tl;dr Blaze aids exploration by supporting full databases and collections of datasets.
This post was composed using Blaze version 0.6.6. You can follow along with the following conda command.
conda install -c blaze blaze=0.6.6
When we encounter new data we need to explore broadly to find what exists before we can meaningfully perform analyses. The tools for this task are often overlooked.
This post outlines how Blaze explores collections and hierarchies of datasets, cases where one entity like a database or file or directory might hold many tables or arrays. We use examples from HDF5 files and SQL databases. Blaze understands how the underlying libraries work so that you don’t have to.
Motivating problem – Intuitive HDF5 File Navigation
For example, if we want to understand the contents of this set of HDF5 files encoding meteorological data then we need to navigate a hierarchy of arrays. This is common among HDF5 files.
Typically we navigate these files in Python with
HDF5 files organize datasets with an internal file system. The
h5py library accesses this internal file system through successive calls to
.keys() and item access.
This interaction between programmer and interpreter feels like a long and awkward conversation.
Blaze improves the exploration user experience by treating the entire HDF5 file as a single Blaze variable. This allows users to both explore and compute on larger collections of data in the same workflow. This isn’t specific to HDF5 but works anywhere many datasets are bundled together.
Exploring a SQL Database
For example, a SQL database can be viewed as a collection of tables. Blaze makes it easy to to access a single table in a database using a string URI specifying both the database and the table name.
This only works if we know what table we want ahead of time. The approach above assumes that the user is already familiar with their data. To resolve this problem we omit the table name and access the database as a variable instead. We use the same interface to access the entire database as we would a specific table.
db expression points to a SQLAlchemy engine. We print the engine alongside a truncated datashape showing the metadata of the tables in that database. Note that the datashape maps table names to datashapes of those tables, in this case a variable length collection of records with fields for measurements of flowers.
Blaze isn’t doing any work, SQLAlchemy is.
SQLAlchemy is a mature Python library that interacts with a wide variety of SQL databases. It provides both database reflection (as we see above) along with general querying (as we see below). Blaze provides a convenient front-end.
We seamlessly transition from exploration to computation. We query for the shortest and longest sepal per species.
Blaze doesn’t pull data into local memory, instead it generates SQLAlchemy which generates SQL which executes on the foreign database. The (much smaller) result is pulled back into memory and rendered nicely using Pandas.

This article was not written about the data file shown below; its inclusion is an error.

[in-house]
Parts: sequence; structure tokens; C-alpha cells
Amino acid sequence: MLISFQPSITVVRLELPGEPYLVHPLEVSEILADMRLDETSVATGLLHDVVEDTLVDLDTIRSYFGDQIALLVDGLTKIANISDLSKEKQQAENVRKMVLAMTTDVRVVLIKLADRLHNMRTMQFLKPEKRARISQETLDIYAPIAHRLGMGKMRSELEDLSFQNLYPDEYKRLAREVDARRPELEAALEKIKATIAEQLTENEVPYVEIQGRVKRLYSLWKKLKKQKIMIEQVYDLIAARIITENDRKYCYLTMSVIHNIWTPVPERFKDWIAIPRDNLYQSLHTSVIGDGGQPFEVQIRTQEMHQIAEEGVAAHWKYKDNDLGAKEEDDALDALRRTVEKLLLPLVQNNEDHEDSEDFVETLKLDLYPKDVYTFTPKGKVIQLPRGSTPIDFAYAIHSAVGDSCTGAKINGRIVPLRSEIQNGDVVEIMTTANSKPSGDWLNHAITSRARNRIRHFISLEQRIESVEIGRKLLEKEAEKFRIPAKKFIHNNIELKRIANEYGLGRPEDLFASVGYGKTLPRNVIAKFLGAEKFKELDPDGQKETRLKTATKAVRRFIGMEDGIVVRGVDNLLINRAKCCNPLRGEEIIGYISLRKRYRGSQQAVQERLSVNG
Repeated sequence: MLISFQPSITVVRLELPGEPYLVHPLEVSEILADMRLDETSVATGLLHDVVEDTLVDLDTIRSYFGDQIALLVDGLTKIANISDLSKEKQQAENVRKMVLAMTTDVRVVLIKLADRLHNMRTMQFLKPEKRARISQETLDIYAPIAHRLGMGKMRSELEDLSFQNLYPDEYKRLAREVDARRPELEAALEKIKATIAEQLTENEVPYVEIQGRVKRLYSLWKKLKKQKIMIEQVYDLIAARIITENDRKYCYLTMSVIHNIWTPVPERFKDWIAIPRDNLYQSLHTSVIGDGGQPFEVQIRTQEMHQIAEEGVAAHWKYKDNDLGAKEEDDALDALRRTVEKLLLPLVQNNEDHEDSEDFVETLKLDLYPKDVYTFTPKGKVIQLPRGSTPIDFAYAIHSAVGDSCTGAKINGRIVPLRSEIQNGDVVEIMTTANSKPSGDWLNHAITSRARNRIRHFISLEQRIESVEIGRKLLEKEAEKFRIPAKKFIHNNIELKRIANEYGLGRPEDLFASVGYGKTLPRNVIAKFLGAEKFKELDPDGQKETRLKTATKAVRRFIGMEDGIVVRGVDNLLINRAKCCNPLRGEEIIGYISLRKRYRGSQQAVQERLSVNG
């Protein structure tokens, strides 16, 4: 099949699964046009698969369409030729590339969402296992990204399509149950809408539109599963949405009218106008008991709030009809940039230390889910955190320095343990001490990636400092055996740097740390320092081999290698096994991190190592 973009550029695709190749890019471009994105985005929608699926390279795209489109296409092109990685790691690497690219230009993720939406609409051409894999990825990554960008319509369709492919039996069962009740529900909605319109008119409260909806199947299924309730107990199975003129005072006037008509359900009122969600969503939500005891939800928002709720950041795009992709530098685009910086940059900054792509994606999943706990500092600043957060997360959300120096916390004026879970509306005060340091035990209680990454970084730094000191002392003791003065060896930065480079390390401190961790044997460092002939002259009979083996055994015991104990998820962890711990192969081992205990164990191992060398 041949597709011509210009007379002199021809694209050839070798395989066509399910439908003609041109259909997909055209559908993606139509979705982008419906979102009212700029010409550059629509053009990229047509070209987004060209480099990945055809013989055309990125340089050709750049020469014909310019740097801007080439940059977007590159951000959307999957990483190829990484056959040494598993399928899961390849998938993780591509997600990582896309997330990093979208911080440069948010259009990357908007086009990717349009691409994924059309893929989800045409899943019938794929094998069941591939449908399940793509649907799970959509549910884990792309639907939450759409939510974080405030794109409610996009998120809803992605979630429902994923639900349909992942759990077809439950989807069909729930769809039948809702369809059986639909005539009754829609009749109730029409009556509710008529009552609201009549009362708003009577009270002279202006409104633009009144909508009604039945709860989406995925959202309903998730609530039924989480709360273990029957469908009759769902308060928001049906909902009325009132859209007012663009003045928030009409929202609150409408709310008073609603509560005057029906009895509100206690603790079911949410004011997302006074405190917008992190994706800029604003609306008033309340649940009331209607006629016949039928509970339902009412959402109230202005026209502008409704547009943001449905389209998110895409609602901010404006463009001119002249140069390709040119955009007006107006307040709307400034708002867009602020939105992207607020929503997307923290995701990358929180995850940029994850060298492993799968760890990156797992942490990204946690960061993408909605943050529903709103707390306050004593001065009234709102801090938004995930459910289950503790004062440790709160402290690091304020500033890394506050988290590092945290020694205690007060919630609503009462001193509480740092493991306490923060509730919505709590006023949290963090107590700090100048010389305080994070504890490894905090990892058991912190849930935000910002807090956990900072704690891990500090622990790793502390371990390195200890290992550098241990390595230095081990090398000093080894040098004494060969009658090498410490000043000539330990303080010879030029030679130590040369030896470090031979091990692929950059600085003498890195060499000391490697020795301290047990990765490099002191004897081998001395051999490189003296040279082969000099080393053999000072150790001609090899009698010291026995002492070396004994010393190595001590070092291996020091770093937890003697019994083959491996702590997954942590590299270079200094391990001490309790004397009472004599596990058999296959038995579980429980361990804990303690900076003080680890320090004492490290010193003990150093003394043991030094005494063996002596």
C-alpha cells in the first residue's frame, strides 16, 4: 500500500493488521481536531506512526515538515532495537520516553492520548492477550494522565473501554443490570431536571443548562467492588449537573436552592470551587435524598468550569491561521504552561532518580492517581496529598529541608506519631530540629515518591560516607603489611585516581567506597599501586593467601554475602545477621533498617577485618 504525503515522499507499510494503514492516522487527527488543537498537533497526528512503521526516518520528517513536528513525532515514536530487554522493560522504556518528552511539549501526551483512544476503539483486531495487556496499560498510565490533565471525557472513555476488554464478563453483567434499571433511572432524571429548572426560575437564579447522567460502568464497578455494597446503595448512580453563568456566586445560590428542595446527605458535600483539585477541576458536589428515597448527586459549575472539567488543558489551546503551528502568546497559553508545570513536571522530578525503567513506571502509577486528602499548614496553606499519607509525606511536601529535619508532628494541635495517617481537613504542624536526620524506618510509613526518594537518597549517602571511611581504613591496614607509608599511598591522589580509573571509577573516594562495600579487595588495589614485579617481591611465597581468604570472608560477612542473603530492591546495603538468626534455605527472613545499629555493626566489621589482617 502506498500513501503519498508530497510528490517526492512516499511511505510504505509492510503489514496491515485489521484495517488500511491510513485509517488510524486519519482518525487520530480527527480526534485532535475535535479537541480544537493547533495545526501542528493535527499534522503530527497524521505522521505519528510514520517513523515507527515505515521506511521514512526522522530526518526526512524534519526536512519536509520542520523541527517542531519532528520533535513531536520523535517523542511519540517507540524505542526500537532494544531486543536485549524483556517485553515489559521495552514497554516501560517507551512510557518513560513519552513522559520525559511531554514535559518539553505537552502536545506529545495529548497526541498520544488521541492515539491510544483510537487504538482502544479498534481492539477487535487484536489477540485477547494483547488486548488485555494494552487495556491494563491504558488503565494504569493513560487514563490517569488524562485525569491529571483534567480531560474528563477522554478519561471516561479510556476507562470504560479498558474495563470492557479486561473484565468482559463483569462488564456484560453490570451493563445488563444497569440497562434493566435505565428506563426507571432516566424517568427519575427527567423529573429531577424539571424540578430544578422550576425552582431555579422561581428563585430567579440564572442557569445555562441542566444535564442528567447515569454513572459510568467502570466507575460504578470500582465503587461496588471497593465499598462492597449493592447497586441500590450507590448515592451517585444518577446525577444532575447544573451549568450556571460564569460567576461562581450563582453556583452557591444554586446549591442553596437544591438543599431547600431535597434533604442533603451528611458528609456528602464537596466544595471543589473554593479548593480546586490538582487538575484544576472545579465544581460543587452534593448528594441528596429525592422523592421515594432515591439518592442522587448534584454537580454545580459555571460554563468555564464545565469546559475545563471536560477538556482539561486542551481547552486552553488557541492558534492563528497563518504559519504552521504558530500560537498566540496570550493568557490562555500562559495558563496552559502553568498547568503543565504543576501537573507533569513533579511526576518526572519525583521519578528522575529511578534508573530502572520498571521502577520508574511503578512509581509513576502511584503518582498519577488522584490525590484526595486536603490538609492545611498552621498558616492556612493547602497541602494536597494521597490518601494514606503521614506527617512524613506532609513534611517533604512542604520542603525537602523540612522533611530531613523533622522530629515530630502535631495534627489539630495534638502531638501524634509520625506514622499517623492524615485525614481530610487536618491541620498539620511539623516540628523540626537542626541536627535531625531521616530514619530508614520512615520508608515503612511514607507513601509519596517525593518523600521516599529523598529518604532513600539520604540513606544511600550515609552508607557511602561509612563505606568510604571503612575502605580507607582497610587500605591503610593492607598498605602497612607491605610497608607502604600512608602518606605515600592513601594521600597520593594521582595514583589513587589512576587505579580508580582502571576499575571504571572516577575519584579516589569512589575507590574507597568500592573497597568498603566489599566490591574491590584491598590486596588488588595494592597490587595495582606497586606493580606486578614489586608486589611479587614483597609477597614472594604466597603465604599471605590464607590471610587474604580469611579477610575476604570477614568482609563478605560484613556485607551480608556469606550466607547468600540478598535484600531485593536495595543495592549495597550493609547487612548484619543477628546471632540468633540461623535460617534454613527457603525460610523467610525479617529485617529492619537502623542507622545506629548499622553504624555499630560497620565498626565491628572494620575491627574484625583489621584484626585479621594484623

A Larger Database
Improved metadata discovery on SQL databases overlaps with the excellent work done by yhat on db.py. We steal their example, the Lahman Baseball statistics database, as an example of a richer database with a greater variety of tables.
Seeing at once all the tables in the database, all the columns in those tables, and all the types of those columns provides a clear and comprehensive overview of our data. We represent this information as a datashape, a type system covers everything from numpy arrays to SQL databases and Spark collections.
We use standard Blaze expressions to navigate more deeply. Things like auto-complete work fine.
And we finish by a fun multi-table computation, joining two tables on year, team, and league and then computing the average salary by team name and year
Looks good, we compute and store to CSV file with
(Final result here: salaries.csv)
SQL isn’t unique, many systems hold collections or hierarchies of datasets. Blaze supports navigation over Mongo databases, Blaze servers, HDF5 files, or even just dictionaries of pandas DataFrames or CSV files.
None of this behavior was special-cased in Blaze. The same mechanisms that select a table from a SQL database select a column from a Pandas DataFrame.
Finish with HDF5 example
To conclude we revisit our motivating problem, HDF5 file navigation.
Recall that we previously had a long back-and-forth conversation with the Python interpreter.
H5Py with Blaze expressions
With Blaze we get a quick high-level overview and an API that is shared with countless other systems.
By default we see the data and a truncated datashape.
We ask for the datashape explicitly to see the full picture.
When we see metadata for everything in this dataset all at once the full structure becomes apparent. We have two collections of arrays, all shaped
(1643, 60); the collection in
Data Fields holds what appear to be weather measurements while the collection in
Geolocation Fields holds coordinate information.
Moreover we can quickly navigate this structure to compute relevant information.
Often the greatest challenge is finding what you already have.
Discovery and exploration are just as important as computation. By extending the Blaze’s expression system to hierarchies of datasets we create a smooth user experience from first introductions to data all the way to analytic queries and saving results.
This work was easy. The pluggable architecture of Blaze made it surprisingly simple to extend the Blaze model from tables and arrays to collections of tables and arrays. We wrote about 40 significant lines of code for each supported backend.